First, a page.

Push to De-Fund Planned Parenthood Now Moves to Senate

National   Steven Ertelt   Feb 21, 2011   |   12:18PM    Washington, DC

With the House of Representatives having approved a budget amendment to revoke all taxpayer funding from the Planned Parenthood abortion business, the pro-life push now turns to the Senate — where the battle will be more difficult.

The Pence amendmentto de-fund Planned Parenthood was part of a House Republican designed continuing resolution that funds the federal government but it’s a funding bill the Senate will not likely approve, at least in its current form.

The current continuing resolution expires on March 4 and lawmakers in both parties are eager to avoid a government shutdown — and lawmakers may have to resort to a temporary continuing resolution to keep the federal government running until the House and Senate can negotiate a long-term funding bill.

House Budget Committee Chair Paul Ryan said over the weekend that Republicans would be negotiating a short and long-term spending bill.

“I don’t think the Senate will pass this cut,” Ryan said. “We will have to negotiate. Look, we’re not looking for a government shutdown. But at the same time we’re also not looking at rubber stamping these really high, elevated spending levels that Congress blew through the joint two years ago.”

Though he didn’t talk about Planned Parenthood funding, any change in its funding would probably not come in the short-term bill but would be something more likely seen in the long-term continuing resolution.

Meanwhile, several of the most vocal pro-abortion activists in the Senate have promised to block the Pence Amendment there, including  Sens. Barbara Boxer of California, Kirsten Gillibrand of New York, Richard Blumenthal of Connecticut, Al Franken of Minnesota, and Jeanne Shaheen of New Hampshire. Asked if they had the votes to block the de-funding measure in the Senate, Franken told The HIll, “Yes.”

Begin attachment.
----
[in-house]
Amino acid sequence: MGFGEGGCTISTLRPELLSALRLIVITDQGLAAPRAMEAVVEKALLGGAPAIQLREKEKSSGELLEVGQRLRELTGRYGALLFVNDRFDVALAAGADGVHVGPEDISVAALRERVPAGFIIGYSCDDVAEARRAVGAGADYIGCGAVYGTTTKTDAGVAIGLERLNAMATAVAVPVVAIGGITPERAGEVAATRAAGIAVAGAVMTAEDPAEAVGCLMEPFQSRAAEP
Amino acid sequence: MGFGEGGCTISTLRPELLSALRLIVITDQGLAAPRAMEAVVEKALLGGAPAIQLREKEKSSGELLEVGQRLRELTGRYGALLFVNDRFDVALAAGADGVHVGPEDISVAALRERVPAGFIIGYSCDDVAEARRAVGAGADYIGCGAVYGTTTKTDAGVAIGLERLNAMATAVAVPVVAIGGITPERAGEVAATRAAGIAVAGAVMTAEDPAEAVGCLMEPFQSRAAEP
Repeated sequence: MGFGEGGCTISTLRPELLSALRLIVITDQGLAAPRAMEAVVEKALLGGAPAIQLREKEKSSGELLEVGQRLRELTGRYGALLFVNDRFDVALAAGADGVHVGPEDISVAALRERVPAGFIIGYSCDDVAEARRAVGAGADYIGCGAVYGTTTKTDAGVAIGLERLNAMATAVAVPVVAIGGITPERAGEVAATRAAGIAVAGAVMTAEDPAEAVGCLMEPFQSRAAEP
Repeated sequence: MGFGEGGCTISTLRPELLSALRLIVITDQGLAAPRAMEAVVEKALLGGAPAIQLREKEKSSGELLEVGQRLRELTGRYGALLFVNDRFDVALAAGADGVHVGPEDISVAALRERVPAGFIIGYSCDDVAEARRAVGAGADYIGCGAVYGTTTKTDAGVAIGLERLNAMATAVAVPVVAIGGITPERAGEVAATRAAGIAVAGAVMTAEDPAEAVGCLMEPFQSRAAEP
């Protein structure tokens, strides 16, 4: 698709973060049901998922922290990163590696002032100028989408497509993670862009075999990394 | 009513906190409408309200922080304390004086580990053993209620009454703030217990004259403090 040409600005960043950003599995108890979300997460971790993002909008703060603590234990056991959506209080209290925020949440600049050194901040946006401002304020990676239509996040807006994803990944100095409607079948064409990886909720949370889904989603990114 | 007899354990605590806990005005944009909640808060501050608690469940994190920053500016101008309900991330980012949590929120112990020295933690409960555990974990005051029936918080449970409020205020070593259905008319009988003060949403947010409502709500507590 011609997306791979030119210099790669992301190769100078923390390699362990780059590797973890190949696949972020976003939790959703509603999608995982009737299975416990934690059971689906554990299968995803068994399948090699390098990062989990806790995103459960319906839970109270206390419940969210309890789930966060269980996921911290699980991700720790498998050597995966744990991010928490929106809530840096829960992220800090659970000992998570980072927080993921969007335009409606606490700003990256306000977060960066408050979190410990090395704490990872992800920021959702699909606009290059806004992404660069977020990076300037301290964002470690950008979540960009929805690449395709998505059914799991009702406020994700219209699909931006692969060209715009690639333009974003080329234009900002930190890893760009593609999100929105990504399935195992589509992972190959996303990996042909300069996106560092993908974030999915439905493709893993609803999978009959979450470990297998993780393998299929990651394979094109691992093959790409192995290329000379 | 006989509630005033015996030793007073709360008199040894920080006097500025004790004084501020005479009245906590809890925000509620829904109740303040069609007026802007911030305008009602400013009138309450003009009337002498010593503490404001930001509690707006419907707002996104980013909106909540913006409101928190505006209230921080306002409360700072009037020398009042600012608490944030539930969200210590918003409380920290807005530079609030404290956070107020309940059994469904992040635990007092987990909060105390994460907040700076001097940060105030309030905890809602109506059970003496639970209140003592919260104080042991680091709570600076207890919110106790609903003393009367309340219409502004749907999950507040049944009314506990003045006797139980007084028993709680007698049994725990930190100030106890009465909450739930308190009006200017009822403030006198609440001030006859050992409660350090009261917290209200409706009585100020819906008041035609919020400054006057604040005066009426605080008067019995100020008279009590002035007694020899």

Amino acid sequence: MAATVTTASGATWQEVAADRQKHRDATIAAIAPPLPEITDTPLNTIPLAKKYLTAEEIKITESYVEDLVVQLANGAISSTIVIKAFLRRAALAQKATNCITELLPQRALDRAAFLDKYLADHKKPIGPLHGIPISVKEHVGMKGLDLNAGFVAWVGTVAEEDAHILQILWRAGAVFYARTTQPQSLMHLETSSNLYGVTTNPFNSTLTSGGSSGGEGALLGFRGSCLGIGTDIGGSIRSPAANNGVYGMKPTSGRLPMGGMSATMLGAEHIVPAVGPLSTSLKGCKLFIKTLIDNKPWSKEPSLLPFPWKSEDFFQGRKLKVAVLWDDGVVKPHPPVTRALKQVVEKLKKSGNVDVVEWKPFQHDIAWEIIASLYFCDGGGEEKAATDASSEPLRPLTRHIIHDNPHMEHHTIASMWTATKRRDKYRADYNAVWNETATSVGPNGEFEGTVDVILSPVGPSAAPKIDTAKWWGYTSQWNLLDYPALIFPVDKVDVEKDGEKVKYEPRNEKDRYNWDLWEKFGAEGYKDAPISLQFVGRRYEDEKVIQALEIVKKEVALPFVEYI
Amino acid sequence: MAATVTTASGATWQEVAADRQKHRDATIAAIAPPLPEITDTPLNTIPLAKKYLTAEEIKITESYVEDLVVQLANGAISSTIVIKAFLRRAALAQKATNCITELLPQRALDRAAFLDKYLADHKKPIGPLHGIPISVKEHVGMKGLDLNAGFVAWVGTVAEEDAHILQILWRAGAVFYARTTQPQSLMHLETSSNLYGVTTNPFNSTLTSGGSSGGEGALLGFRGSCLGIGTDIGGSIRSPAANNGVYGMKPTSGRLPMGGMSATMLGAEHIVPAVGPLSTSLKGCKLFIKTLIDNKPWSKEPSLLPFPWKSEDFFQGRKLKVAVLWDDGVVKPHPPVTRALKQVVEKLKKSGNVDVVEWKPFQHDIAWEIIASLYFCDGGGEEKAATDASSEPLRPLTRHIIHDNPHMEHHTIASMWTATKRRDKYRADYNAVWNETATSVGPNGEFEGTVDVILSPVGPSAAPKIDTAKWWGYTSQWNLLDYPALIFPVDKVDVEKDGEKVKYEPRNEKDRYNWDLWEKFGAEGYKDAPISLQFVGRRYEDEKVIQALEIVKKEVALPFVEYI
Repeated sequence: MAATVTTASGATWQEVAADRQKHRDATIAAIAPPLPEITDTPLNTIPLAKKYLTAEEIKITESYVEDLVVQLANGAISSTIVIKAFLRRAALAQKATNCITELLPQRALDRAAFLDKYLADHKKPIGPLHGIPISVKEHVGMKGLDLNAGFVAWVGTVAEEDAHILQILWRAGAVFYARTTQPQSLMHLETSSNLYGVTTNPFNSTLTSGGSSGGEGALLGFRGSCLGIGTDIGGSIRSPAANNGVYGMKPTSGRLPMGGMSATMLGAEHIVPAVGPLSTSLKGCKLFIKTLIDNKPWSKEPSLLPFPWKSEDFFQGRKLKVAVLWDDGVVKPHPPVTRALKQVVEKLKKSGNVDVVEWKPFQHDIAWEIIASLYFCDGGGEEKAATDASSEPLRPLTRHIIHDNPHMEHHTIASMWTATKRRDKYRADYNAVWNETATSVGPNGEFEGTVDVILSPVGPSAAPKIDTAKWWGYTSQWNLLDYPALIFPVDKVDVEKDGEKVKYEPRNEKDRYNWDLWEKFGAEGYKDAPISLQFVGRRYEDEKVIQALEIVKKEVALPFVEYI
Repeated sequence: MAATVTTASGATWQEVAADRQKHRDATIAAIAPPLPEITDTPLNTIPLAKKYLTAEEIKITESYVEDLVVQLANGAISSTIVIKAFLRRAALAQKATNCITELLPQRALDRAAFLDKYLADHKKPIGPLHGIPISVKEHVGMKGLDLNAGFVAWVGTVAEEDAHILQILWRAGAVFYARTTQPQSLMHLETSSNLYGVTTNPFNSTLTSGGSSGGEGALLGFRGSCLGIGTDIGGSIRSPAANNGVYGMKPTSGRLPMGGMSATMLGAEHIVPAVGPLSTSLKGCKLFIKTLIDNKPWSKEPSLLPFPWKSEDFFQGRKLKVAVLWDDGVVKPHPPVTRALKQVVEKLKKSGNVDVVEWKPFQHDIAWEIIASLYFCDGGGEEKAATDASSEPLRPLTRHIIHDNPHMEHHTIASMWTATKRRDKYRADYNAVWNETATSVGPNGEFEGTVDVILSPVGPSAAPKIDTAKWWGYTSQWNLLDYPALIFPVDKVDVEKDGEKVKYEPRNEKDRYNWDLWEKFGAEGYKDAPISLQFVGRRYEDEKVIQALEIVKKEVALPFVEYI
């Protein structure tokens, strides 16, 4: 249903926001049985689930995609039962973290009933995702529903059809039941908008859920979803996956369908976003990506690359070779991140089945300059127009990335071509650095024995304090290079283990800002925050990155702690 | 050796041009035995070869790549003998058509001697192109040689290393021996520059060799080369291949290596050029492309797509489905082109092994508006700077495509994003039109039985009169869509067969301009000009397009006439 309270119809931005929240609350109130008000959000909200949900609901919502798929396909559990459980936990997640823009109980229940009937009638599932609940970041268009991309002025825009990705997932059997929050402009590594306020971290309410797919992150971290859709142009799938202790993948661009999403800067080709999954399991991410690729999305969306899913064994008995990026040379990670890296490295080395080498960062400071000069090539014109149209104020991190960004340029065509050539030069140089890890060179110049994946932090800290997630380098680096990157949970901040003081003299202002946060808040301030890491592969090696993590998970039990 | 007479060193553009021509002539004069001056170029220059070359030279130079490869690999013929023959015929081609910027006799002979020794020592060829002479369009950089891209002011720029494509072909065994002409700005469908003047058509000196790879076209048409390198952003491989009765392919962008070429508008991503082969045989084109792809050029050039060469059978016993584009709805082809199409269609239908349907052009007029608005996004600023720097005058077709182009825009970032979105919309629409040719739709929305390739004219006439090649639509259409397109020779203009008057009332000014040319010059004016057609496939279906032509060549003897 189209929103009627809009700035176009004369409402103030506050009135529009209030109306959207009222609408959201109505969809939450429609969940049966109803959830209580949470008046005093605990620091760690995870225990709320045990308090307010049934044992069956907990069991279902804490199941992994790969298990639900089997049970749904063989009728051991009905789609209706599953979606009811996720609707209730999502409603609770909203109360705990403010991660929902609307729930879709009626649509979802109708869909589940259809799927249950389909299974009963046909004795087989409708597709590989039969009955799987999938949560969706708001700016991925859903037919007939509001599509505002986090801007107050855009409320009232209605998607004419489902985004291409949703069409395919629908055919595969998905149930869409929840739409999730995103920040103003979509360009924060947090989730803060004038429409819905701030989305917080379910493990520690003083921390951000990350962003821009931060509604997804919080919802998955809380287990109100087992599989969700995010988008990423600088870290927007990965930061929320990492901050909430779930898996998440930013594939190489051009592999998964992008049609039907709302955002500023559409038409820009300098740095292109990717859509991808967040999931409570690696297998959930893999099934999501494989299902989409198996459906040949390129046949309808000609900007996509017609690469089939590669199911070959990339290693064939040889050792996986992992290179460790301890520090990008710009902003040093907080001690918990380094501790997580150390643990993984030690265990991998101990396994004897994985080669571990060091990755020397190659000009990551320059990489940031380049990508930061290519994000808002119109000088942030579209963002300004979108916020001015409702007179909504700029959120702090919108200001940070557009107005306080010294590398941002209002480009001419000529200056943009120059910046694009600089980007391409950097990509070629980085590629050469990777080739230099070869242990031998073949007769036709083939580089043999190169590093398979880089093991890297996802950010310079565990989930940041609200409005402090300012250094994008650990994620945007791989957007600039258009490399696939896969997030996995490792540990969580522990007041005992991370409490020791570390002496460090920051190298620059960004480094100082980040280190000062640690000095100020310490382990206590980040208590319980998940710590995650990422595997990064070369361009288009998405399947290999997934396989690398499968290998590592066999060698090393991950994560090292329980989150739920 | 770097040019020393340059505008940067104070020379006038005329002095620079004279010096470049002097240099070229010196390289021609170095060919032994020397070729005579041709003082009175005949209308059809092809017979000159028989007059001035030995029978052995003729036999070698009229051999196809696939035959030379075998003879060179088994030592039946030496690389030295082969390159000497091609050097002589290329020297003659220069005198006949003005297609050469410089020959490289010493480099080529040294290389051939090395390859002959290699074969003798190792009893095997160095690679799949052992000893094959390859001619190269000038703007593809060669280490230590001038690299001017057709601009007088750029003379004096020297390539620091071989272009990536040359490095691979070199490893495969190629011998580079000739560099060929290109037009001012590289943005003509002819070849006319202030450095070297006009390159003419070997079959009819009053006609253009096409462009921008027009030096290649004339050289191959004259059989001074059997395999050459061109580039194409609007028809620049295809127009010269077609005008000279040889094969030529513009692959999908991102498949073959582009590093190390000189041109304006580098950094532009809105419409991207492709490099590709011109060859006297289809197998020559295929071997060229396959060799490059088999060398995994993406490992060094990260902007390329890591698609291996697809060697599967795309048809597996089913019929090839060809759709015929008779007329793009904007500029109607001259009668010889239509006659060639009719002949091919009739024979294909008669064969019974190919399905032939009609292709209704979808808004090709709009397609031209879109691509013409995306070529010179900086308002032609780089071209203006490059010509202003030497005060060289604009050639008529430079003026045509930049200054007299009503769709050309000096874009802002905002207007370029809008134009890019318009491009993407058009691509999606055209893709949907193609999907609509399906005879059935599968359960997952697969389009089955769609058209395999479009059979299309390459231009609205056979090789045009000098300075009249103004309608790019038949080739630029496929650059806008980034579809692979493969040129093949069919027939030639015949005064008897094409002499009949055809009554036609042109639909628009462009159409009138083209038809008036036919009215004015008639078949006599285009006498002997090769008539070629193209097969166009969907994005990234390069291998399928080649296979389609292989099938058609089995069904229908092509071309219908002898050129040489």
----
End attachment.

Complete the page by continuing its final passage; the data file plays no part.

Tom McClusky, the vice president for governmental relations at the Family Research Council, talked more about expectations for the next battle in the Senate, saying “the easy part is over.”

“The continuing resolution  needs to now be negotiated with the Senate and sent to the White House,” McClusky explains.  It is likely the form it takes will be different than what passed [in the House] so we need to continue to remind people, including our friends, that protecting life is not negotiable and if the Democrats want to shut down the government just to fund a criminal enterprise and a horrific act then so be it.”

“The continuing resolution is very likely the best if not only opportunity we will have this Congress to defund Planned Parenthood as stand alone efforts are not likely to happen in the current Senate,” he added. “And even if whatever ultimately passes includes the pro-life provisions we will need to work hard to pass legislation (such as H.R. 3 and Rep. Pence’s bill) that makes these changes permanent.”

Leading pro-life groups will continue to put pressure on senators and House leaders to approve a continuing resolution with the Planned Parenthood funding ban intact, and they will be mobilizing pro-life voters to contact senators urging them to do just that.

“Now that the House of Representatives has voted to defund Planned Parenthood, it is the Senate’s turn to do the same,” said Father Frank Pavone, the director of Priests for Life. “It is time for the people to make history and defy the notion that they cannot get the Senate to defund Planned Parenthood. It is time for our citizens to speak with an unprecedented, unified, and loud voice: No more money to the most corrupt organization in America.”

When the Senate does vote, it will have a huge impact on the 2012 elections — as the National Right to Life Committee notes “33 seats, 23 of them currently held by Democrats or independents who caucus with the Democrats, will be on next year’s general election ballot.”

“Now senators, too, will go on record on whether to push the snout of this bloated abortion mega-marketer, Planned Parenthood, out of the U.S. Treasury feeding trough,” said NRLC’s legislative director Doug Johnson. “Any differences that emerge between the House and Senate versions of the funding bill will become subjects for negotiations between the two houses, and with the White House.”

ACTION: Contact your senators at https://www.senate.gov/general/contact_information/senators_cfm.cfm and urge strong support for the House-approved continuing resolution, de-funding abortion, and de-funding Planned Parenthood.